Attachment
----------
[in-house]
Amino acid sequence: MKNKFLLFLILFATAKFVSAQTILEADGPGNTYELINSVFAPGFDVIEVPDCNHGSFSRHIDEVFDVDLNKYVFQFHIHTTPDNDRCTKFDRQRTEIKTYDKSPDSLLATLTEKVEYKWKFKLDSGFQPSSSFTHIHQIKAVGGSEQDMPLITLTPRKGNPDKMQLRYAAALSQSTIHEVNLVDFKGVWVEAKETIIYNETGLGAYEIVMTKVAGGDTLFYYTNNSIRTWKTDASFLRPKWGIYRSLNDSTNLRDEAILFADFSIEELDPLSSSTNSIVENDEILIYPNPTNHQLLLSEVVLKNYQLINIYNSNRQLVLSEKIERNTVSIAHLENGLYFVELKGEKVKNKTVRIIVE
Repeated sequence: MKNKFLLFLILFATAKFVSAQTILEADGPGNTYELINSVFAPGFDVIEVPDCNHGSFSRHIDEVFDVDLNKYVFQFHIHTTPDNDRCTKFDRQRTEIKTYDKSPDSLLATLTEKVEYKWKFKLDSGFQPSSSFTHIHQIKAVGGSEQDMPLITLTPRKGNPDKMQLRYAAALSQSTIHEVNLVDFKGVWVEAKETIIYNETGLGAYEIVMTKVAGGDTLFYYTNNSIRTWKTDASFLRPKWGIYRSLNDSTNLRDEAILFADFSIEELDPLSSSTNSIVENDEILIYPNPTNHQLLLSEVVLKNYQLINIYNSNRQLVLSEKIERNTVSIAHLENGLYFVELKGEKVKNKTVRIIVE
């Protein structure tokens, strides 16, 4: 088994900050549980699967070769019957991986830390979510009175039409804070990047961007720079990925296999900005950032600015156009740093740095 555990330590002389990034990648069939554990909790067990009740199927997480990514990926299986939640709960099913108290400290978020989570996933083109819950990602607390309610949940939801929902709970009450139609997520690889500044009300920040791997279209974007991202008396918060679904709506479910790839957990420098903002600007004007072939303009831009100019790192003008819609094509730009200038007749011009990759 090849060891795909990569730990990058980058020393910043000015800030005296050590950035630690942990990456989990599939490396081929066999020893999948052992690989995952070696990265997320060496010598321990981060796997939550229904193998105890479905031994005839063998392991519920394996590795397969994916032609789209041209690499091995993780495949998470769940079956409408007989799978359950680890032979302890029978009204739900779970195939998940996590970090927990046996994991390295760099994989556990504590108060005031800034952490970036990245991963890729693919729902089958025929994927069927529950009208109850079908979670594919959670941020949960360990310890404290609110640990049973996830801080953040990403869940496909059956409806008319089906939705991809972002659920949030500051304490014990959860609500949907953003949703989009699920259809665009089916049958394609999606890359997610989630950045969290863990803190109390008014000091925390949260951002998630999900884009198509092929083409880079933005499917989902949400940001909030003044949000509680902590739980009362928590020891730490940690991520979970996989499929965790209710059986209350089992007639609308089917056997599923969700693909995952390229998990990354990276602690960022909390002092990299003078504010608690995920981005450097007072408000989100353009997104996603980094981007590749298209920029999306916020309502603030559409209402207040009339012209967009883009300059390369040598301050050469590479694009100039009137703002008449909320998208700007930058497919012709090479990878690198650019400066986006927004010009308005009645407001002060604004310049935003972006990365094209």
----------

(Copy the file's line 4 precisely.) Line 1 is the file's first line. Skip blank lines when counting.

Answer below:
């Protein structure tokens, strides 16, 4: 088994900050549980699967070769019957991986830390979510009175039409804070990047961007720079990925296999900005950032600015156009740093740095 555990330590002389990034990648069939554990909790067990009740199927997480990514990926299986939640709960099913108290400290978020989570996933083109819950990602607390309610949940939801929902709970009450139609997520690889500044009300920040791997279209974007991202008396918060679904709506479910790839957990420098903002600007004007072939303009831009100019790192003008819609094509730009200038007749011009990759 090849060891795909990569730990990058980058020393910043000015800030005296050590950035630690942990990456989990599939490396081929066999020893999948052992690989995952070696990265997320060496010598321990981060796997939550229904193998105890479905031994005839063998392991519920394996590795397969994916032609789209041209690499091995993780495949998470769940079956409408007989799978359950680890032979302890029978009204739900779970195939998940996590970090927990046996994991390295760099994989556990504590108060005031800034952490970036990245991963890729693919729902089958025929994927069927529950009208109850079908979670594919959670941020949960360990310890404290609110640990049973996830801080953040990403869940496909059956409806008319089906939705991809972002659920949030500051304490014990959860609500949907953003949703989009699920259809665009089916049958394609999606890359997610989630950045969290863990803190109390008014000091925390949260951002998630999900884009198509092929083409880079933005499917989902949400940001909030003044949000509680902590739980009362928590020891730490940690991520979970996989499929965790209710059986209350089992007639609308089917056997599923969700693909995952390229998990990354990276602690960022909390002092990299003078504010608690995920981005450097007072408000989100353009997104996603980094981007590749298209920029999306916020309502603030559409209402207040009339012209967009883009300059390369040598301050050469590479694009100039009137703002008449909320998208700007930058497919012709090479990878690198650019400066986006927004010009308005009645407001002060604004310049935003972006990365094209």